Jem Aswad, Variety, 2 November 2018
A word on the additional material. Most of the time, when you get additional tracks on these deluxe editions you can find out exactly the reasons why such material was left in the bin, usually of worth to serious fans and collectors only. With this there is a double win situation – not only will the serious fans and collectors be happy, but even the more ‘ordinary’ listeners can discover something new and as enjoyable as the original album itself. I gave Village Green a true and tested listen in that respect – sitting through all five CDs in one go. The verdict – never a dull moment. Not one. Yet another confirmation of the importance of this album.
Ljubinko Zivkovic, Sounblab, 18 October 2018
The bonus tracks mainly surfaced on the last remastered set. They’re added to both the stereo (CD1) and mono (CD2) versions.
CD3 is Village Green Sessions.
The third CD starts with alternate takes, added studio chatter and isolated backing tracks. It’s fun to hear how crunchy the bass and drums sound on Do You Remember Walter? (backing track) once the vocals are removed. I’m not so sure that hearing Ray (I assume) saying ‘One … two … three …’ before Picture Book (Alternate Mix With Session Chat) adds. The drums are further forward.
Studio chatter is interesting ambience, and it makes sense to have a separate CD with the mix with the chat, rather than incorporating it in the main remastered version, as Bob Clearmountain did on Music From Big Pink. In Days (Alternate Mix With Session Chat) we hear Ray on Take 3:
Mick, you think … just … we gotta follow you, Mick, so you gotta, you know … lead the way, man. Don’t wait for me. When I was going like that, I meant “Open up …”
Revealing, but how many times would you want to hear it? But once you know, you can hear how hard Mick Avory is leading the beat … as is Nicky Hopkins piano.
The Alternate Mixes add clarity without changing the versions we know and love on CD1 (stereo) and CD2 (mono). Starstruck has the Mellotron more prominent to good effect.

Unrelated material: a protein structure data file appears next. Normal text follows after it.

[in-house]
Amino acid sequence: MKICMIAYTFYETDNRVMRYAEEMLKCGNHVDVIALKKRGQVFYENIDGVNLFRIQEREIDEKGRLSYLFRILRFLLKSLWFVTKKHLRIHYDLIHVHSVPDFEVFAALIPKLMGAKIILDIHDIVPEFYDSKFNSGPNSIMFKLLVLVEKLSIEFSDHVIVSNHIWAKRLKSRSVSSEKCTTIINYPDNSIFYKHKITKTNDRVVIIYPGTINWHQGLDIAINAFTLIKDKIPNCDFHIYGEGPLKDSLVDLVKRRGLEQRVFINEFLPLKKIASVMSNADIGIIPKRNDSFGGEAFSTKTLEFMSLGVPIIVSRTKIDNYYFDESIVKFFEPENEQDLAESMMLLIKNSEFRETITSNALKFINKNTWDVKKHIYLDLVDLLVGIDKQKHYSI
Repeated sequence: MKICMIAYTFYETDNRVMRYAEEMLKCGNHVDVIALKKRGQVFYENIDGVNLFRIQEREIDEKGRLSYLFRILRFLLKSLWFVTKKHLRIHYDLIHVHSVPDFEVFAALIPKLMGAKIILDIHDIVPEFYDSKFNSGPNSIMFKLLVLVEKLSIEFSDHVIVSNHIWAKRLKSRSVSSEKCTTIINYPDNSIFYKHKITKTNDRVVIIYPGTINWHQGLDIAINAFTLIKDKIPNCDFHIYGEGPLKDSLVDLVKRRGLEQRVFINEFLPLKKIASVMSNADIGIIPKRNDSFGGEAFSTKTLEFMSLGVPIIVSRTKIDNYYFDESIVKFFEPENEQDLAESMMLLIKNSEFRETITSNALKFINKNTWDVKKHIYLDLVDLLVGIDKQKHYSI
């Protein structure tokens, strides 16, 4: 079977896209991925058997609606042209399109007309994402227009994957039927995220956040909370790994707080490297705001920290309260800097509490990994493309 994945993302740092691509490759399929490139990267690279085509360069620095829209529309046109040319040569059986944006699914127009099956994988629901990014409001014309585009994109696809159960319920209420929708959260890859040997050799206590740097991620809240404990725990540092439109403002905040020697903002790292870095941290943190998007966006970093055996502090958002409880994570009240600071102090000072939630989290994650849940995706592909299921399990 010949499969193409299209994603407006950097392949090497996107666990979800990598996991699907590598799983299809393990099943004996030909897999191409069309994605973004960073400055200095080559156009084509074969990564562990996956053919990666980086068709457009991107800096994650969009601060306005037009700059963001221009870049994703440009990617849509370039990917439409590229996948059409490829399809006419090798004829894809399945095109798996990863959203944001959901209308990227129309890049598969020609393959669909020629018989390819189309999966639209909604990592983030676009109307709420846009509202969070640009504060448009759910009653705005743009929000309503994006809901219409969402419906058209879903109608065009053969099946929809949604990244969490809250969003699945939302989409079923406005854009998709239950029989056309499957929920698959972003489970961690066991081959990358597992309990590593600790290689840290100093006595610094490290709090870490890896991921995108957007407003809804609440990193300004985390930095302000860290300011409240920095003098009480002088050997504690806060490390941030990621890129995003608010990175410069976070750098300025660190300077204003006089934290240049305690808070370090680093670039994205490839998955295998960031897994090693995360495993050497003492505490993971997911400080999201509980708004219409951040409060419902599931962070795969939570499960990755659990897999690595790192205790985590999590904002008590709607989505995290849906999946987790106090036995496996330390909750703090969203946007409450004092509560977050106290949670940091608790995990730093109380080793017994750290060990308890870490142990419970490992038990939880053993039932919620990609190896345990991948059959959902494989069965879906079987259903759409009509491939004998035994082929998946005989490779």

Once you get past the alternate mixes there are odd things, jaunty backing tracks like Egg stained Pyjamas.
The bass benefits particularly. Years ago on The Byrds remasters, I realized for the first time what a good bass player Chris Hillman was. Pete Quaife is brought out in full glory in the same way.
CD4 is Village Green At The BBC.
If you have the previous box, The Kinks At The BBC, there will be few surprises. The live BBC songs are interspersed with surviving interviews with Ray Davies.
They prove they can play it live and with a smaller band. Days has a different Dave Davies guitar figure. Someone is playing the Mellotron back in the distance, and Nicky Hopkins booklet credit covers Disc 4 too.
They played live on radio on 9th July 1968 and The Kinks presented Dave Davies’ solo track Love Me Till The Sun Shines and Monica. That makes Monica the first played live, and several months before the album.
The initial two album tracks on air, 26th November 1968, were Village Green Preservation Society and Animal Farm. It was the BBC practice in those days, to fit in with Musician’s Union rules, to insist on bands playing live. It was impractical to reproduce more elaborate productions in a TV studio, so the compromise position was using the studio backing track with live vocals. These recordings took place at the Playhouse Theatre for TV broadcast on Top of The Pops. The first is described as “recorded 26th November” (and sounds live) the second as “mixed” then, with original studio audio from March 1968.
When they played on the Julie Felix Show on TV on 7th January 1969, they played Last Of The Steam Powered Trains and Picture Book. They’re both labelled as “with live vocals”. Both of these are new to release. Do You Remember Walter? in April was also a combination of audio and vocal. I find these of limited interest.